We are not teachers. We should be sorry any more to speak of the need of teachers, as though the Holy Ghost needed the helping out of man f

We are only responsible to speak our simple convictions before the Lord, and pray you to read our pages simply as the testimony as a brother.

Recently the dear Lord has given us much manleveling truth. Unto the dust must man be brought before God can be exalted.

"Hitherto hath the Lord helped us.'1

N.B.—Copies of the Title Page and Contents of Vol. I. can shortly be had for binding up, gratuitously, by Subscribers, on application to Brother Bateman or Messrs Hey wood & Co.

"WAITING."

The Church is waiting for the Lord from heaven (1 Thess. i.) Saints departed are sleeping, resting in Jesus, waiting for us. (1 Thess. iv.) Saints of old, sleeping with their fathers (IKingsii. 10), are waiting for a "better country, that is, a heavenly," (Heb. xi. 16.) After the withdrawal of the Church, a contrite remnant of Israel, believing that Jesus was and i9 the King of the Jews, will wait His return (Zech. xii. ) Yea, even now the whole earth is waiting and groaning to be delivered from the evils resulting from Satan's sway (Rom.viii.22,23)

In a very different sense, lost souls, "spirits in prison," are awaiting the judgment of the "great white throne" (1 Pet. iii. ID; Rev. xx. 12). Lost angels, having sinned, and being "cast down to hell, and delivered into chains of darkness," are waiting, "being reserved unto judgment" (2 Pet. ii. 4). This place seems to be the "deep," into which the "Legion " craved not to be sent.

"THE SEVEN STARS ARE THE ANGELS."

"The Seven Stars are the Angels of the Seven Churches: and the Seven Candlesticks which thou sawest are the seven Churches." (Rev. i.)

Dear Christian Reader,—What thought have you hitherto held as to what is the meant by the Stars or Angels? Have you received any one of the current doctrines? They are, all of them, unsatisfactory. Let us look at each of them, before we present that which, we are confident, is the true interpretation.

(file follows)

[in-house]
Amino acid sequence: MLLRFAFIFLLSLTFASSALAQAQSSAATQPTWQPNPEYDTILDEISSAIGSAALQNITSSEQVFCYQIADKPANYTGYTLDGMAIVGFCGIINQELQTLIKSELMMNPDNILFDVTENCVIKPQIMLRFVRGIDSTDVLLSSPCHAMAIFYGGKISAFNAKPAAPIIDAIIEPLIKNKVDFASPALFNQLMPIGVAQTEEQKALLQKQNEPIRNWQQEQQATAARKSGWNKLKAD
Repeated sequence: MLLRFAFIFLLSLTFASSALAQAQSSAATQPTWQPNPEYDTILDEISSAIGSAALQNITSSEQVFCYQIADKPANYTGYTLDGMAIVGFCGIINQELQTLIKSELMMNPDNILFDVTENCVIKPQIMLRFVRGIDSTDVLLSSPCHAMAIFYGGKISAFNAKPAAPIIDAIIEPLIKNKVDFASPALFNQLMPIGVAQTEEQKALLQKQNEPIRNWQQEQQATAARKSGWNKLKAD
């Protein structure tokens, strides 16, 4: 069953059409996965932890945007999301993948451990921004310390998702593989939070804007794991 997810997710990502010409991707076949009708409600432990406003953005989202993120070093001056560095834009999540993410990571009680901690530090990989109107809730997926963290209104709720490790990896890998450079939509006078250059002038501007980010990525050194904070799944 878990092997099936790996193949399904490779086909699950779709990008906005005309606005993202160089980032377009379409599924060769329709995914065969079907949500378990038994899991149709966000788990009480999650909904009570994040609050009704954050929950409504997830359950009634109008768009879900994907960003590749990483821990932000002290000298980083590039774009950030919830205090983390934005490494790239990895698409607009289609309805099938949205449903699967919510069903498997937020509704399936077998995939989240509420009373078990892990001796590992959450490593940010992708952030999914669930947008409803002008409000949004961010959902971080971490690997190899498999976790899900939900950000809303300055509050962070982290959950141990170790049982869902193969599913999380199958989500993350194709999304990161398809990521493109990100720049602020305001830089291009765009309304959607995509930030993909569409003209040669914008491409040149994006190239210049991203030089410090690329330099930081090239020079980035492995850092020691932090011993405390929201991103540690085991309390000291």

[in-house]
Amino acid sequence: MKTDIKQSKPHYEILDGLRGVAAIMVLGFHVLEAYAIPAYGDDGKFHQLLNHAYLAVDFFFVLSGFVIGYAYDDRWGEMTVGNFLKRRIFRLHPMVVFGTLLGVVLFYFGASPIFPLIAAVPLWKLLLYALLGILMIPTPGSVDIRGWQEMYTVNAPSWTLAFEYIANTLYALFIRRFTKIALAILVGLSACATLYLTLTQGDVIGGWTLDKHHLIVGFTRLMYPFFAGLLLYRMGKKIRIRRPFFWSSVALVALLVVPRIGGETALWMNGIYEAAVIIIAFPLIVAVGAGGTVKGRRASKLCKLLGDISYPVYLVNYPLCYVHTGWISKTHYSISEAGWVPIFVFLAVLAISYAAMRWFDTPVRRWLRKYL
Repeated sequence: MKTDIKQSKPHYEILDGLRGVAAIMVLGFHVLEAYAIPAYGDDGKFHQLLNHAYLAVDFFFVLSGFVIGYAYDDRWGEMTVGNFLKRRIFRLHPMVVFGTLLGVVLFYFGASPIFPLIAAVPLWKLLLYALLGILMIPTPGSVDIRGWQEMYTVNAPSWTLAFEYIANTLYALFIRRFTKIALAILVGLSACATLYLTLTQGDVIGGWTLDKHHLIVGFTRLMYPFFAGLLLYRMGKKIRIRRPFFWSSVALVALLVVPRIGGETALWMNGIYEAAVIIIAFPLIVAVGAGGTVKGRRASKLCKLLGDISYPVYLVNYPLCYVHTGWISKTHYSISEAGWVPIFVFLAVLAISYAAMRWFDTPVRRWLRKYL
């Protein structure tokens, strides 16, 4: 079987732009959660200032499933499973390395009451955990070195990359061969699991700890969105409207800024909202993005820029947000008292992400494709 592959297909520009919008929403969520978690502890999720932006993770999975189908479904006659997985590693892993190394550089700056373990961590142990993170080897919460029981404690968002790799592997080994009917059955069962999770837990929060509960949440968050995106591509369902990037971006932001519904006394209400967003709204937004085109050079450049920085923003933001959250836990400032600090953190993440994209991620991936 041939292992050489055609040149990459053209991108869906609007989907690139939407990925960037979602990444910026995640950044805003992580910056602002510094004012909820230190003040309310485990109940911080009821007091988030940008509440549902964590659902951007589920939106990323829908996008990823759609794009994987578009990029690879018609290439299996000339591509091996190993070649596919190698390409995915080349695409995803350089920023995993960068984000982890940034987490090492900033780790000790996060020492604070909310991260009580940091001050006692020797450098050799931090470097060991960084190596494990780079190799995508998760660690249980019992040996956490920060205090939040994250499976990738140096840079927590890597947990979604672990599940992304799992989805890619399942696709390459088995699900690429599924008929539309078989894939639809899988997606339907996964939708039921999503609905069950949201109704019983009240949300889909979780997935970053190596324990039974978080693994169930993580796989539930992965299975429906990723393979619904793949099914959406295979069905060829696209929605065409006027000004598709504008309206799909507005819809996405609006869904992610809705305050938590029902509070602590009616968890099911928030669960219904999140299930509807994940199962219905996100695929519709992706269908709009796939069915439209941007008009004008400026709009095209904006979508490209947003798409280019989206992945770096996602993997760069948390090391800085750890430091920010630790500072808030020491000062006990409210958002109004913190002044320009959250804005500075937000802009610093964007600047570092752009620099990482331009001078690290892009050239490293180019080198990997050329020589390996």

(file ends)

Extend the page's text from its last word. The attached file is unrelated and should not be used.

1. First, then, the most common doctrine is, that the "angels" of the churches are "the ministers of the churches." This is the meaning which the translators have themselves supplied, and inserted in the italic chapter-head or contents of Rev. ii. But while thankful to them, (but chiefly to the Lord the Head of the Church,) for their labours in rendering the Scriptures into the common tongue, it becomes us to remember that there are things "hidden from the wise and prudent, but rovoaled unto babes." And this—may be one of them.

"Let no man deceive himself. If any man among you seemeth to be wise in this world, let him become a fool, that he may be wise. For the wisdom of this world is foolishness with God. For it is written, He taketh the wise in their own craftiness. And again, the Lord knoweth the thoughts of the wise, that they are vain. Therefore let no man glory in men." (I. Cor. iii.)

Now this first interpretation—that the " angels" are "ministers"—necessarily leads to glorying in men. It is impossible to have the idea that we have an "angel " among us without glorying in him.

But, again, this custom of having one man as a "minister" in each church, is nowhere to be recognised in the Acts of the Apostles or the Epistles to the various churches. This practice may have— nay, must have—arisen very early after the apostles' time; but the fact is denied by none, that no such practice as a one-man ministry was setup, and recognised, and its perpetuation provided for, by the Apostles.

On the contrary, what M seen is plurality of elders and liberty of ministry. Saints should, therefore (being desirous of acting according to the blessed Word of God) gather to the Lord—gather together in His name—and depend upon Him to minister to them by the Holy Ghost through whomsoever He will. This is "walking by faith, not by sight."

This way of meeting simply in the name of Jesus, in full confidence in His assured presence, had been utterly lost to the Church many centuries before the